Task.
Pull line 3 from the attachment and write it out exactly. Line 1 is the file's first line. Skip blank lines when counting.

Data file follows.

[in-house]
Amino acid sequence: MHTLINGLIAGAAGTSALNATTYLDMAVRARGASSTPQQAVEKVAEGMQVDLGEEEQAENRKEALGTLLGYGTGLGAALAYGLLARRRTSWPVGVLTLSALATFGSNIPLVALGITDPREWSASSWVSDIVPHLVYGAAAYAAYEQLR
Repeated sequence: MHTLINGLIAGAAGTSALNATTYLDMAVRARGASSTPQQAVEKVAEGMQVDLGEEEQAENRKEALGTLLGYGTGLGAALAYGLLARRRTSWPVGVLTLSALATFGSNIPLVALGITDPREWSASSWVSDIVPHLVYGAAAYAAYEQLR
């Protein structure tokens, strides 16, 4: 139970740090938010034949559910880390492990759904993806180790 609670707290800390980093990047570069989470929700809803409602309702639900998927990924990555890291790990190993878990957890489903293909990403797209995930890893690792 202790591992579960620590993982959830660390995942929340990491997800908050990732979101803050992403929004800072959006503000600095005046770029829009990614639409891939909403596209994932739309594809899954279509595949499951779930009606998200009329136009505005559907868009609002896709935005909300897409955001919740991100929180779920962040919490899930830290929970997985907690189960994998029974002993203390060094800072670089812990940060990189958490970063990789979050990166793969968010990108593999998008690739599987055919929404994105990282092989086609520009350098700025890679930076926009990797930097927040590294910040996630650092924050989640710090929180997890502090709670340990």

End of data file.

Repeated sequence: MHTLINGLIAGAAGTSALNATTYLDMAVRARGASSTPQQAVEKVAEGMQVDLGEEEQAENRKEALGTLLGYGTGLGAALAYGLLARRRTSWPVGVLTLSALATFGSNIPLVALGITDPREWSASSWVSDIVPHLVYGAAAYAAYEQLR